August 5, 2003
Johns Hopkins University experts say that high-tech voting machine software from Diebold Election Systems has flaws that would let voters cast extra votes and allow poll workers to alter ballots secretly. Aviel D. Rubin, technical director of the Information Security Institute at Johns Hopkins, led a team that examined the Diebold software, which has about 33,000 voting machines operating in the United States. Adam Stubblefield, a colleague of Rubin’s, said that “practically anyone in the country—from a teenager on up—could produce these smart cards that could allow someone to vote as many times as they like.” Diebold has not seen the Institute’s report and would not comment on it in detail, but a company spokesman said: “We’re constantly improving it so the technology we have 10 years from now will be better than what we have today. We’re always open to anything that can improve our systems.” Peter G. Neumann, an expert in computer security at SRI International, said the Diebold code was “just the tip of the iceberg” of problems with electronic voting systems.And here I’d been trying to ignore this: Was It Magic?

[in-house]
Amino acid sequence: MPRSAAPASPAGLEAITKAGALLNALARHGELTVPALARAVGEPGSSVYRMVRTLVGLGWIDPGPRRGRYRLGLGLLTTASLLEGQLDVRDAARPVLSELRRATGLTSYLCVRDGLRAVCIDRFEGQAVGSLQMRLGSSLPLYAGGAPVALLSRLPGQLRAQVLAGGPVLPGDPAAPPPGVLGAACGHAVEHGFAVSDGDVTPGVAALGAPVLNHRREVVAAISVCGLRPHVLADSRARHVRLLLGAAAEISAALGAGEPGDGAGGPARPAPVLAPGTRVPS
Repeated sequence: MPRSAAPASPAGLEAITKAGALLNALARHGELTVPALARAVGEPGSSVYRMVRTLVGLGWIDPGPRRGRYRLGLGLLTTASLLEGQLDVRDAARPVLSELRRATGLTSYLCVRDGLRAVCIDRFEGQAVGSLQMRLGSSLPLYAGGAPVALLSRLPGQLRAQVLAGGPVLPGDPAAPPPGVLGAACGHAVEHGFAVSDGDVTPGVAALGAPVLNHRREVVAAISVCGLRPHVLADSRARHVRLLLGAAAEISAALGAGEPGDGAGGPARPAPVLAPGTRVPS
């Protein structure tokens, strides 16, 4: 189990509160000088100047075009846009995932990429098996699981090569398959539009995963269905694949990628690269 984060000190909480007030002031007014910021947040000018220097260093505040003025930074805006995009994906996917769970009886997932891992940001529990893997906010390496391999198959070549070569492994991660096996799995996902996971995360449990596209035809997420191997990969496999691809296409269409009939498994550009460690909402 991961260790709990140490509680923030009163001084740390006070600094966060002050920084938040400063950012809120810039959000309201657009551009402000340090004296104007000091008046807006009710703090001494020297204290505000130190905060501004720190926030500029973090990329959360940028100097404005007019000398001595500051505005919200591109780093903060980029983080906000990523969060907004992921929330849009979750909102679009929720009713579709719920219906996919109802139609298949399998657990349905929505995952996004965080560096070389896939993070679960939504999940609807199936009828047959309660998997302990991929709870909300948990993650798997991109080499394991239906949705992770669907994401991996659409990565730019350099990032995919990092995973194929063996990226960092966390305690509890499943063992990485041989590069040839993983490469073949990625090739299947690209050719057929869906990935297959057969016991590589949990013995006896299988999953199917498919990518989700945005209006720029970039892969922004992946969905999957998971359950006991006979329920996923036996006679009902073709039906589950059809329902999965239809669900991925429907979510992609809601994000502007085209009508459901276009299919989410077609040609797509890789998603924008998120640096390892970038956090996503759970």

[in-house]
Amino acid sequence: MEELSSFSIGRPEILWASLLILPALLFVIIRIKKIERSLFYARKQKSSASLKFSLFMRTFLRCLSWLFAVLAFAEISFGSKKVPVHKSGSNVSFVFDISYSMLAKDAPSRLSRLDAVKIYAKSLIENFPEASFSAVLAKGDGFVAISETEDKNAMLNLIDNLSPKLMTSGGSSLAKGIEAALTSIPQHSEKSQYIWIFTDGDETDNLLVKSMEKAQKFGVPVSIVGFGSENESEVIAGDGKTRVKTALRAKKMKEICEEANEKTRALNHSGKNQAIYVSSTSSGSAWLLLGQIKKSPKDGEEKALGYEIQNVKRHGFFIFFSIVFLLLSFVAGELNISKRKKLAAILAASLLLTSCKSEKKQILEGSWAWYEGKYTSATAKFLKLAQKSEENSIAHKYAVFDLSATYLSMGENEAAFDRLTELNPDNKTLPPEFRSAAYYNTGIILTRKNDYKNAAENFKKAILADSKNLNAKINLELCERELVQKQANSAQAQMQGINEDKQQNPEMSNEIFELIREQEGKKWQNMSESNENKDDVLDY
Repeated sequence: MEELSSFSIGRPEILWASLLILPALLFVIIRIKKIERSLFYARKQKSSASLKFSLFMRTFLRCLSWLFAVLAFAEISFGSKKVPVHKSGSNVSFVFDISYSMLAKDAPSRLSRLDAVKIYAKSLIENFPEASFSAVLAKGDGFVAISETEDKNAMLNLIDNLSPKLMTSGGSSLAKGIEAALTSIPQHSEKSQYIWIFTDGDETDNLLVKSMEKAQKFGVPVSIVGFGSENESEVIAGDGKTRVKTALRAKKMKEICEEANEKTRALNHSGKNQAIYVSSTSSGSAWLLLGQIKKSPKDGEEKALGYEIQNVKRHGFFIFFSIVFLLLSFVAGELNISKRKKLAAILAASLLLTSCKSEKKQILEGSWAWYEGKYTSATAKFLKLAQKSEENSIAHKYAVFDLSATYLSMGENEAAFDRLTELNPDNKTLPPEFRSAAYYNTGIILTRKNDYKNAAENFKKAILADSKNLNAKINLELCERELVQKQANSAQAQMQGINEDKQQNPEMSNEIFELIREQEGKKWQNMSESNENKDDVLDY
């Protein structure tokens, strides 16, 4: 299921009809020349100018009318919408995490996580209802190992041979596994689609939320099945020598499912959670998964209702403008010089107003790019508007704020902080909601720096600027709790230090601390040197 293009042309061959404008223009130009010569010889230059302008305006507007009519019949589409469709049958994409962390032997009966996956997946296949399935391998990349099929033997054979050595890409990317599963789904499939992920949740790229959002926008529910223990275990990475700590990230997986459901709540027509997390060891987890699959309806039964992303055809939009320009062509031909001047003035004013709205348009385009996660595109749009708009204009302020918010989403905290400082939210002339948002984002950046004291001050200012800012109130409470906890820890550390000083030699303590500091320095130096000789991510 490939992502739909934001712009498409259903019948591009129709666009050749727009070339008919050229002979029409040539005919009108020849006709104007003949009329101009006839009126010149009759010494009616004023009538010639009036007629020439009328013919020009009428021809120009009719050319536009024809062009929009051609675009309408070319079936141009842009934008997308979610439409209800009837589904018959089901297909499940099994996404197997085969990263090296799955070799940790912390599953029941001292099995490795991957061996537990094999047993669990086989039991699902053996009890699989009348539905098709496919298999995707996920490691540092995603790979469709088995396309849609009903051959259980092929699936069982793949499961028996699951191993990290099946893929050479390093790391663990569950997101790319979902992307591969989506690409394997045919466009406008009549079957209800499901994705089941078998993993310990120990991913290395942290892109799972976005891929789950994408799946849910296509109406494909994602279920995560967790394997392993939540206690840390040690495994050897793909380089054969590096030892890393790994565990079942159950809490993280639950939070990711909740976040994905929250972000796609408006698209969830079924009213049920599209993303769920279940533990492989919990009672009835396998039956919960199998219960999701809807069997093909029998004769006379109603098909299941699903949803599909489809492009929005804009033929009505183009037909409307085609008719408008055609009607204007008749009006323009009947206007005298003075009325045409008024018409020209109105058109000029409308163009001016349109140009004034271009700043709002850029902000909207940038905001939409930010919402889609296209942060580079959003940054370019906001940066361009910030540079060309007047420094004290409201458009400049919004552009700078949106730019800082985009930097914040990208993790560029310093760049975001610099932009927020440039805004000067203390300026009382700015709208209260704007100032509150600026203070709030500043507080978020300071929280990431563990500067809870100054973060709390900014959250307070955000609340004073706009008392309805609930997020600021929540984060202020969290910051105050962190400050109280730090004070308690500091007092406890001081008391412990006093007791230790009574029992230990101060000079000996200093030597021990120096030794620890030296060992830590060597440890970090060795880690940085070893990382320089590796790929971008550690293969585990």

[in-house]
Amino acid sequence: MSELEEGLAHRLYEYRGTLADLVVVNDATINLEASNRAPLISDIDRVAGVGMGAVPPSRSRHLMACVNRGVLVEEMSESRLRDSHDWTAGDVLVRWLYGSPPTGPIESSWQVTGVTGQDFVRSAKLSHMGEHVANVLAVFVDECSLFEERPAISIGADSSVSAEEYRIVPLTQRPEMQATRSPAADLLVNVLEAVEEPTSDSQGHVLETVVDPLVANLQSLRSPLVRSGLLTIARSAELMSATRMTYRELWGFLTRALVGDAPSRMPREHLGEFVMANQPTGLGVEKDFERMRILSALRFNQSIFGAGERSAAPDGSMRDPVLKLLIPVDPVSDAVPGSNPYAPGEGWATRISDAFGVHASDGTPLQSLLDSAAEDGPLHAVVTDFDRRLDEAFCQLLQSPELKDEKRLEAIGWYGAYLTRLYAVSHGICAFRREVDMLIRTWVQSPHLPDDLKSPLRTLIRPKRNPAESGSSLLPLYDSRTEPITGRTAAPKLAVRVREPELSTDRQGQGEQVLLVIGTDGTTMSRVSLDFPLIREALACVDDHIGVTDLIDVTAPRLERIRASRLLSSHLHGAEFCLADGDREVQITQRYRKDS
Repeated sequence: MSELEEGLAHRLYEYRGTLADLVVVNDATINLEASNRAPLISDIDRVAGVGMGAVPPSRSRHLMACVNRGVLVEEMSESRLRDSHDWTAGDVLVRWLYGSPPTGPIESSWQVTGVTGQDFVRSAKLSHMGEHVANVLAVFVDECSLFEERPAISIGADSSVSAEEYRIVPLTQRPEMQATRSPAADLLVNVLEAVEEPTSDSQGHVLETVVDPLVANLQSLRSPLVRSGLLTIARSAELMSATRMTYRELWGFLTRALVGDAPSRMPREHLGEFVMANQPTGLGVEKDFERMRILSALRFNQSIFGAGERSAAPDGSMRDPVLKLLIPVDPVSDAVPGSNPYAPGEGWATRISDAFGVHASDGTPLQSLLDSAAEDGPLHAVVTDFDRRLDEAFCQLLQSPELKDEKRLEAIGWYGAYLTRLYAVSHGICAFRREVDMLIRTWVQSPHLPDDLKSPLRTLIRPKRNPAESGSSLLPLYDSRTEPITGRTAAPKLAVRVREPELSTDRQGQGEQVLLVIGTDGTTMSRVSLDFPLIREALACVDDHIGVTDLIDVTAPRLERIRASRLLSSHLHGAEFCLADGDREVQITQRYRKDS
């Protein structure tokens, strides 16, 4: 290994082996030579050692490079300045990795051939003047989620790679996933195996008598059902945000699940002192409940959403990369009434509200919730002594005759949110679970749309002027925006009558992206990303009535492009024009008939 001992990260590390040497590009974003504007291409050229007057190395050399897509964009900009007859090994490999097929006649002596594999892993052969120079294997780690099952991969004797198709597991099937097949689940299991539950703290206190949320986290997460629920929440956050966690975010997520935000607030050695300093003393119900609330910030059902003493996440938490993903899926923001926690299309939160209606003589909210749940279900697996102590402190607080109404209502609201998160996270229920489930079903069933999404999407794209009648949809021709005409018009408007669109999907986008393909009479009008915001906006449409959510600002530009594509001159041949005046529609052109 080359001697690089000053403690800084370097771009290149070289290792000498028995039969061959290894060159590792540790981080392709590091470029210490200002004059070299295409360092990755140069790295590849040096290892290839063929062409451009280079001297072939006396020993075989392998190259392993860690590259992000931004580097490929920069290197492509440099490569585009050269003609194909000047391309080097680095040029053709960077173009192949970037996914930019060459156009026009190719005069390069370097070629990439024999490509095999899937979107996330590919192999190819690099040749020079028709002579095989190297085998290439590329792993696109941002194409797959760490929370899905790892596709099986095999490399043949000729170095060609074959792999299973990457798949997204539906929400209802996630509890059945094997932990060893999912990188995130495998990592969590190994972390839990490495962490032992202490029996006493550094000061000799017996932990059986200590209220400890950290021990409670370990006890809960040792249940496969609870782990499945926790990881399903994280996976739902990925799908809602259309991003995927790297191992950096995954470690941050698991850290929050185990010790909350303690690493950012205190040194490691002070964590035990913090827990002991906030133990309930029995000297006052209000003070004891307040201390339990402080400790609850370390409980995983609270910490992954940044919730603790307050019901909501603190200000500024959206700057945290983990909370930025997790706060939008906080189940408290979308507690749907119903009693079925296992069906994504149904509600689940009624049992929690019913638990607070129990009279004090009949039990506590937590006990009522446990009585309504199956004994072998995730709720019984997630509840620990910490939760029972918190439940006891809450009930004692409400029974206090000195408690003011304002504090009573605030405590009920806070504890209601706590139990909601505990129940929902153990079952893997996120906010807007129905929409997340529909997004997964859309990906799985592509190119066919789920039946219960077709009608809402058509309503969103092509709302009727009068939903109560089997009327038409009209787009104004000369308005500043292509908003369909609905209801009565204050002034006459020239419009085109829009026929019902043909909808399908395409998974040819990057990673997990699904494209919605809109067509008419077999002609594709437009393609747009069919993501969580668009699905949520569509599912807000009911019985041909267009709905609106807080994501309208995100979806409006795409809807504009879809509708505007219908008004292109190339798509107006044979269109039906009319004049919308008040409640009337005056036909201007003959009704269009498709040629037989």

Explain to me again how it is that the networks’ election-day exit polling simply stopped happening all of a sudden. Was that magic, too?
In the words of Teresa Nielsen Hayden: “I deeply resent the way this administration makes me feel like a nutbar conspiracy theorist.”